Orbital Research's Advanced Controls group has a wealth of expertise and design experience across the entire range of control system design philosophies - from highly advanced nonlinear design techniques to nontraditional methods such as artificial neural networks. The Advanced Control Group's real forte, however, is creating innovative solutions to difficult controls engineering problem by combining the different techniques in novel ways. Though each of these techniques can be used in a stand-alone fashion, more powerful and intelligent control systems can be produced when they are designed to operate in concert. These hybrid controllers are capable of effectively controlling systems that are intractable to any single approach and provides a level of flexibility and robustness that cannot be achieved in any other way.
In addition to extensive knowledge of modern state space control design techniques such as optimal and H2/H( control, we possess proprietary, cutting edge nonlinear control algorithms that provide a level of performance, stability and robustness that cannot be matched by any commercially available control algorithm. These proprietary algorithms include computationally efficient adaptive control algorithms that can be implemented in real time for highly dynamic systems and nonlinear control algorithms that greatly expand the number and type of systems that can be controlled.
For systems whose parameters evolve smoothly over their operating range we have several linear adaptive control algorithms including Self Tuning Regulators (STR), Model Reference Adaptive Systems (MRAS) and a computationally efficient Generalized Predictive Control (GPC). Using these algorithms, we have developed control systems for suppression of aircraft wing flutter, missile tracking telescopes and active flow effectors.
For more difficult challenges such as the design of fault tolerant control systems for aircraft, we have a family of nonsmooth control algorithms based upon the principle of feedback domination and Lyapunov stability. These algorithms are not only capable of accommodating systems whose dynamics change in a nonsmooth fashion but can also control unstable nonlinear systems whose Jacobian linearization is uncontrollable and hence cannot be controlled, even locally, by any linear controller. This latter attribute is particularly valuable for the design of controllers for underactuated nonlinear systems such as gun stabilization on a light-weigh, flexible gun mount.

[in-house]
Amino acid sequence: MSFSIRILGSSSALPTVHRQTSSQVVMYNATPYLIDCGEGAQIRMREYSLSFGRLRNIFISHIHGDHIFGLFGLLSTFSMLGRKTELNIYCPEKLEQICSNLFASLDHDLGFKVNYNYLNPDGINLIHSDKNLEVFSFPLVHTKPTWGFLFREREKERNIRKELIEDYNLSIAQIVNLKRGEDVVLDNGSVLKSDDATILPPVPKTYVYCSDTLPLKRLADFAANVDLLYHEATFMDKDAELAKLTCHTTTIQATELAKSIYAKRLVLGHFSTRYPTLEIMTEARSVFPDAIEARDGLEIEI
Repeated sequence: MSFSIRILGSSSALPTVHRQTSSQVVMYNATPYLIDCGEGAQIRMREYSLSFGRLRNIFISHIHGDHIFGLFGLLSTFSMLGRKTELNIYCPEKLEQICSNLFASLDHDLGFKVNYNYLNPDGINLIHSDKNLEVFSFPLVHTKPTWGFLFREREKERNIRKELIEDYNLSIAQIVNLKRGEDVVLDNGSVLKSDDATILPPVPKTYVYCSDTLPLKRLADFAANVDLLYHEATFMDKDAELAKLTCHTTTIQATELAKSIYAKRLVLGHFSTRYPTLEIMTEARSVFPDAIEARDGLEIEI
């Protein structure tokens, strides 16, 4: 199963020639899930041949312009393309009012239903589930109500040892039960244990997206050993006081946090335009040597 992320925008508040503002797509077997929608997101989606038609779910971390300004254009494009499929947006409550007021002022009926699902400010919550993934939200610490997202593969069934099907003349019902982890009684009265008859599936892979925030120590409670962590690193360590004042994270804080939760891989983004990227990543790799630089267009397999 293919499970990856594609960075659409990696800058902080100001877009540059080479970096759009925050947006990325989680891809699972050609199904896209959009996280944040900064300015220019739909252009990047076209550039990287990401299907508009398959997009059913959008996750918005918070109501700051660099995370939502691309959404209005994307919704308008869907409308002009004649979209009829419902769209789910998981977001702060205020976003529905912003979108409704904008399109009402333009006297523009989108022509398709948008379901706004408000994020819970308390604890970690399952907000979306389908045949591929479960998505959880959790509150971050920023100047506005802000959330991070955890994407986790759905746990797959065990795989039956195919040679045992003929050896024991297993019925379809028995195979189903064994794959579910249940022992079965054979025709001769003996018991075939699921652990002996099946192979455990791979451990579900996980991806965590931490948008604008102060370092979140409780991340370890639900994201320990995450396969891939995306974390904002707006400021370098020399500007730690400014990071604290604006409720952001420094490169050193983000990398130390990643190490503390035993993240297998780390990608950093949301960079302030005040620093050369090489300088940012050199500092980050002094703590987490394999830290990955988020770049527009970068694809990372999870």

Many systems are not readily amenable to treatment by standard system theoretic approaches. For example, cooperative control of a group of autonomous vehicles lacks the inherent input/output nature assumed by traditional control design approaches. Often, all that can be specified a priori is some desired outcome, not the specific actions of each member of the group. In other cases like distributed control of nonlinear systems, theory is not sufficiently advanced to be useful. In these cases we possess a portfolio of biologically inspired algorithms and artificial intelligence techniques that permit the development of effective, robust and flexible control systems.
One type of biologically inspired algorithm, known as a swarm intelligence-based algorithm, is derived from the observed behaviors of social animals such as ants. This type of algorithm has been proven to be very effective, for instance, in the design of cooperative control algorithms for large groups of unmanned vehicles. In these instances, optimization is not feasible in real time and there is a clear need for the development of decentralized strategies that will enable the vehicles to coordinate effectively. By observing the myriad of ways in which colonies of insects use simple, reactionary behaviors to emerge complex group actions such as the creation of temperature regulated nests or birds flocking, we have extracted simple principles and behaviors which allow the development of group coordination algorithms for applications such as UAV swarm control, cargo handling, data packet routing and data mining in large, federated data bases.
Another type of biologically inspired algorithm is the artificial neural network (ANN). We have developed several ANN reflex control systems whose architecture is based upon the actual neural architecture of a cockroach's escape reflex. The cockroach possesses an incredibly robust escape reflex that has been perfected over millions of years through evolution and can, among other things, successfully evade multiple predators simultaneously and take environmental considerations such as obstacles into account, nearly instantaneously. By mimicking this neural architecture we have developed Autonomous Threat Response (ATR) and collision avoidance systems, targeting algorithms and sensor data fusion algorithms.
Orbital Research's Advanced Control Group offers a full range of control algorithms and control system design services. In addition to our portfolio of control algorithms, we have a suite of proprietary design and analysis tools for the development and customization of control algorithms for specific applications. This suite includes a distributed simulation environment, Hybrid Integrated Virtual Environment (HIVE), which permits the rapid development of high fidelity numerical models and facilitates the interaction between multiple systems including human in the loop (HIL) systems. HIVE interacts with our Advanced Control Toolbox (ACT), which allows the rapid formulation of control laws and algorithms as well as their refinement through optimizing searches such as Genetic Algorithms (GA).